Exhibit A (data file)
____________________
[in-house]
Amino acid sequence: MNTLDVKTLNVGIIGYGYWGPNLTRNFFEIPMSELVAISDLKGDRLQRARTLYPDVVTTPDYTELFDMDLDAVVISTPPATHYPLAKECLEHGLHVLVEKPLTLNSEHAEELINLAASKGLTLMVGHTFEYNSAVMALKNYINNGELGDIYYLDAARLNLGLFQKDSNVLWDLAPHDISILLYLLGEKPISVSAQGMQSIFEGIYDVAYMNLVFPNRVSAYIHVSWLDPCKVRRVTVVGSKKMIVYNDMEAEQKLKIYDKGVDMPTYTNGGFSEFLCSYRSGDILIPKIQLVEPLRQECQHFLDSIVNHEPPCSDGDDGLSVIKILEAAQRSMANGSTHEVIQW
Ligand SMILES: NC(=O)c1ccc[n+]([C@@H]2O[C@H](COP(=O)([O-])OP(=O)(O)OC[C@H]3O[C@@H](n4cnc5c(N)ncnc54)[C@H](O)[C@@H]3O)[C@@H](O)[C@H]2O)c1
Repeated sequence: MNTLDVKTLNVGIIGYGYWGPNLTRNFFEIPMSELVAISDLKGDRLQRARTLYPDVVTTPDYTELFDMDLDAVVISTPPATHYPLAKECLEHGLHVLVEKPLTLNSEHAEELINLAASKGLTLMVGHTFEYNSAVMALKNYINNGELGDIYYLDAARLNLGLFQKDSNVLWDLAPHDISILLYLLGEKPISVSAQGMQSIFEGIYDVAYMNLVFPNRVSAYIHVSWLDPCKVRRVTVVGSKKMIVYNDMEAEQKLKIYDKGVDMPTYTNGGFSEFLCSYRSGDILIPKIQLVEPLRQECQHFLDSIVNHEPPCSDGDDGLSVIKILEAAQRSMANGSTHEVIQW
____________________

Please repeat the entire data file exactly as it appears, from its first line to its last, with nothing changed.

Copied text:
[in-house]
Amino acid sequence: MNTLDVKTLNVGIIGYGYWGPNLTRNFFEIPMSELVAISDLKGDRLQRARTLYPDVVTTPDYTELFDMDLDAVVISTPPATHYPLAKECLEHGLHVLVEKPLTLNSEHAEELINLAASKGLTLMVGHTFEYNSAVMALKNYINNGELGDIYYLDAARLNLGLFQKDSNVLWDLAPHDISILLYLLGEKPISVSAQGMQSIFEGIYDVAYMNLVFPNRVSAYIHVSWLDPCKVRRVTVVGSKKMIVYNDMEAEQKLKIYDKGVDMPTYTNGGFSEFLCSYRSGDILIPKIQLVEPLRQECQHFLDSIVNHEPPCSDGDDGLSVIKILEAAQRSMANGSTHEVIQW
Ligand SMILES: NC(=O)c1ccc[n+]([C@@H]2O[C@H](COP(=O)([O-])OP(=O)(O)OC[C@H]3O[C@@H](n4cnc5c(N)ncnc54)[C@H](O)[C@@H]3O)[C@@H](O)[C@H]2O)c1
Repeated sequence: MNTLDVKTLNVGIIGYGYWGPNLTRNFFEIPMSELVAISDLKGDRLQRARTLYPDVVTTPDYTELFDMDLDAVVISTPPATHYPLAKECLEHGLHVLVEKPLTLNSEHAEELINLAASKGLTLMVGHTFEYNSAVMALKNYINNGELGDIYYLDAARLNLGLFQKDSNVLWDLAPHDISILLYLLGEKPISVSAQGMQSIFEGIYDVAYMNLVFPNRVSAYIHVSWLDPCKVRRVTVVGSKKMIVYNDMEAEQKLKIYDKGVDMPTYTNGGFSEFLCSYRSGDILIPKIQLVEPLRQECQHFLDSIVNHEPPCSDGDDGLSVIKILEAAQRSMANGSTHEVIQW